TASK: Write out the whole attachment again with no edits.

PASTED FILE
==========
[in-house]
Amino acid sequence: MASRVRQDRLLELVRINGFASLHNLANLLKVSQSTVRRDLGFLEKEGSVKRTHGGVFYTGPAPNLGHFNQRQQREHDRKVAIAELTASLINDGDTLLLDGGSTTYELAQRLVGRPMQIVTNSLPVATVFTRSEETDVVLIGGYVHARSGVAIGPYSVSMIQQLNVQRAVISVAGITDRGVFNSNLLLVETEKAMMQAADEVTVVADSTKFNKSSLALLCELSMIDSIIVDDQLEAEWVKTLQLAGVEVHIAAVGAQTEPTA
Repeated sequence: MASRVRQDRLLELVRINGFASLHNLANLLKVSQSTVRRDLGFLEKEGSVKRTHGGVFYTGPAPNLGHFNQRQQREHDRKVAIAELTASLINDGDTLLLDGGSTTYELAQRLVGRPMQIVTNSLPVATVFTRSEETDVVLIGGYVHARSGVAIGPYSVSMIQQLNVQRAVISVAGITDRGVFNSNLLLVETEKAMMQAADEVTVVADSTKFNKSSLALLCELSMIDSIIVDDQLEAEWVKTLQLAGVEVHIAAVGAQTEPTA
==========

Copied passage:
[in-house]
Amino acid sequence: MASRVRQDRLLELVRINGFASLHNLANLLKVSQSTVRRDLGFLEKEGSVKRTHGGVFYTGPAPNLGHFNQRQQREHDRKVAIAELTASLINDGDTLLLDGGSTTYELAQRLVGRPMQIVTNSLPVATVFTRSEETDVVLIGGYVHARSGVAIGPYSVSMIQQLNVQRAVISVAGITDRGVFNSNLLLVETEKAMMQAADEVTVVADSTKFNKSSLALLCELSMIDSIIVDDQLEAEWVKTLQLAGVEVHIAAVGAQTEPTA
Repeated sequence: MASRVRQDRLLELVRINGFASLHNLANLLKVSQSTVRRDLGFLEKEGSVKRTHGGVFYTGPAPNLGHFNQRQQREHDRKVAIAELTASLINDGDTLLLDGGSTTYELAQRLVGRPMQIVTNSLPVATVFTRSEETDVVLIGGYVHARSGVAIGPYSVSMIQQLNVQRAVISVAGITDRGVFNSNLLLVETEKAMMQAADEVTVVADSTKFNKSSLALLCELSMIDSIIVDDQLEAEWVKTLQLAGVEVHIAAVGAQTEPTA